“Back in the day when I had hair, I always wanted to dye my hair,” he explained, “so I did it like this.”
The look was part Tyrann Mathieu and part Wesley Snipes from Demolition Man. It seems unlikely Miller will stick with his new look through the fall, but he could be college football’s ‘Golden Boy’ this fall if he decides to keep the blonde hair.
Miller should be orchestrating one of the more dangerous offensive attacks in the country this fall, one that the OSU coaches expect to be much improved over the group that averaged nearly 40 points per game last season.
“We are going from maybe a kindergarten or first-grade level to the high school level,” Herman said Wednesday.
“And hopefully in the fall we are getting into the college level and then the graduate level of this offense.
“What we are planning on doing offensively is being the best fundamental offensive unit in the country,” Herman added.
“We felt like last year we were just trying to get lined up and understand the schemes and what to do.”
That contributed to Meyer’s comments about the offense looking like ‘clown show’ early in spring camp, and even he admits he didn’t have high hopes for the Buckeyes coming out of his first 15 practices as the new football coach at Ohio State.
“We went through spring ball, and in my mind we were a good 8-4, 9-3 season if we really do well, take care of the ball and play good defense,” he admitted.
“I had a lot of concerns about where we were at with this new offense and the way we were trying to do things.”
Those concerns carried over into the fall, and Meyer expected the Buckeyes to lose their first two games in conference play if there wasn’t a drastic change from the four nonconference games.
It all started with an emotional postgame speech from captain John Simon, who Meyer said was “sobbing like a little kid” after Ohio State pulled out a narrow 35-28 win over Cal.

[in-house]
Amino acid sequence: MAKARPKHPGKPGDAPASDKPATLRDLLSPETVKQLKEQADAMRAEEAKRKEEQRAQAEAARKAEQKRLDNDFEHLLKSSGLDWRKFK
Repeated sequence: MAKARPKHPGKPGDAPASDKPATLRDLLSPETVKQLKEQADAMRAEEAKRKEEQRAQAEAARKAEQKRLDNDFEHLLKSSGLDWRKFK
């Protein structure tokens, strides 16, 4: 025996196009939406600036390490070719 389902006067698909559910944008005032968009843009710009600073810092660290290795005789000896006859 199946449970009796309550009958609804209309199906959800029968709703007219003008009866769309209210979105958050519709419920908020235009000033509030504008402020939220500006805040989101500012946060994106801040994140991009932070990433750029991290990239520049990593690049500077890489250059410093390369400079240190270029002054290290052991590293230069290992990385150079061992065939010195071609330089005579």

“I thought to myself, could I have been the type of man to walk up in front of that team and give that much emotion? If I would've, it would've been very phony,” Meyer admitted.
“I didn't have the same commitment to our program that John Simon did. He's 22. I'm 48. I'm a professional at what I do for 26 years. I was so embarrassed that I couldn't do that because I haven't given enough to the program.
“I didn't feel that anyone on our coaching staff could've given that same emotion that John Simon did. We weren't giving enough.”
That type of leadership is what ultimately carried Ohio State to wins over Michigan State an Nebraska. Those two victories propelled them to an undefeated season, but most of that group is gone now.
The Buckeyes could actually be a more talented team in 2013 than the one that finished 12-0 a year ago, but they have to find guys to replace the John Simons, Zach Borens and Etienne Sabinos from last year’s group.
“My area of concern is you take a great group of leaders – the best group of leaders that I've ever been around in that senior class – you remove that from our program,” he said.
“And you take this other group that's not as good of leaders, and you're gonna lose or you're gonna fail at certain points in the season. Our biggest concern is the leadership of our team.
“I'm proud to say that I see it heading in the right direction.”